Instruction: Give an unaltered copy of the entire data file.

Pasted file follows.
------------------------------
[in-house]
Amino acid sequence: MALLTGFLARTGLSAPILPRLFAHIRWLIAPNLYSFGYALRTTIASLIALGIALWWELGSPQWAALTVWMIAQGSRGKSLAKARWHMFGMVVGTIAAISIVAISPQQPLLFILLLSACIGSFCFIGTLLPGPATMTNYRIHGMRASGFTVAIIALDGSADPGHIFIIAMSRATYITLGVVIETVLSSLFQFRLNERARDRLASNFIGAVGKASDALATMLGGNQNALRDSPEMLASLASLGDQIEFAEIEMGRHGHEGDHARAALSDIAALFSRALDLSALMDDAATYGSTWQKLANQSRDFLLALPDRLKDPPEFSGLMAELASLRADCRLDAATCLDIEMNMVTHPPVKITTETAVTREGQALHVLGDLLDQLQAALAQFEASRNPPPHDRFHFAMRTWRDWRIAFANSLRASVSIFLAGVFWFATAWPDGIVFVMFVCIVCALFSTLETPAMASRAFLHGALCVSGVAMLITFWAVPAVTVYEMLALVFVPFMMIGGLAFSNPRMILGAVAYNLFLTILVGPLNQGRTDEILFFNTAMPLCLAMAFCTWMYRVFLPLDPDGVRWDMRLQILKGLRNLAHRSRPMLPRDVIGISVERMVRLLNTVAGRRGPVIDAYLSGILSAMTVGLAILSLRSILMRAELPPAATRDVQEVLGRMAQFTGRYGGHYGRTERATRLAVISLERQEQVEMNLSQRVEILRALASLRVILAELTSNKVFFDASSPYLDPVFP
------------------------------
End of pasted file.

[in-house]
Amino acid sequence: MALLTGFLARTGLSAPILPRLFAHIRWLIAPNLYSFGYALRTTIASLIALGIALWWELGSPQWAALTVWMIAQGSRGKSLAKARWHMFGMVVGTIAAISIVAISPQQPLLFILLLSACIGSFCFIGTLLPGPATMTNYRIHGMRASGFTVAIIALDGSADPGHIFIIAMSRATYITLGVVIETVLSSLFQFRLNERARDRLASNFIGAVGKASDALATMLGGNQNALRDSPEMLASLASLGDQIEFAEIEMGRHGHEGDHARAALSDIAALFSRALDLSALMDDAATYGSTWQKLANQSRDFLLALPDRLKDPPEFSGLMAELASLRADCRLDAATCLDIEMNMVTHPPVKITTETAVTREGQALHVLGDLLDQLQAALAQFEASRNPPPHDRFHFAMRTWRDWRIAFANSLRASVSIFLAGVFWFATAWPDGIVFVMFVCIVCALFSTLETPAMASRAFLHGALCVSGVAMLITFWAVPAVTVYEMLALVFVPFMMIGGLAFSNPRMILGAVAYNLFLTILVGPLNQGRTDEILFFNTAMPLCLAMAFCTWMYRVFLPLDPDGVRWDMRLQILKGLRNLAHRSRPMLPRDVIGISVERMVRLLNTVAGRRGPVIDAYLSGILSAMTVGLAILSLRSILMRAELPPAATRDVQEVLGRMAQFTGRYGGHYGRTERATRLAVISLERQEQVEMNLSQRVEILRALASLRVILAELTSNKVFFDASSPYLDPVFP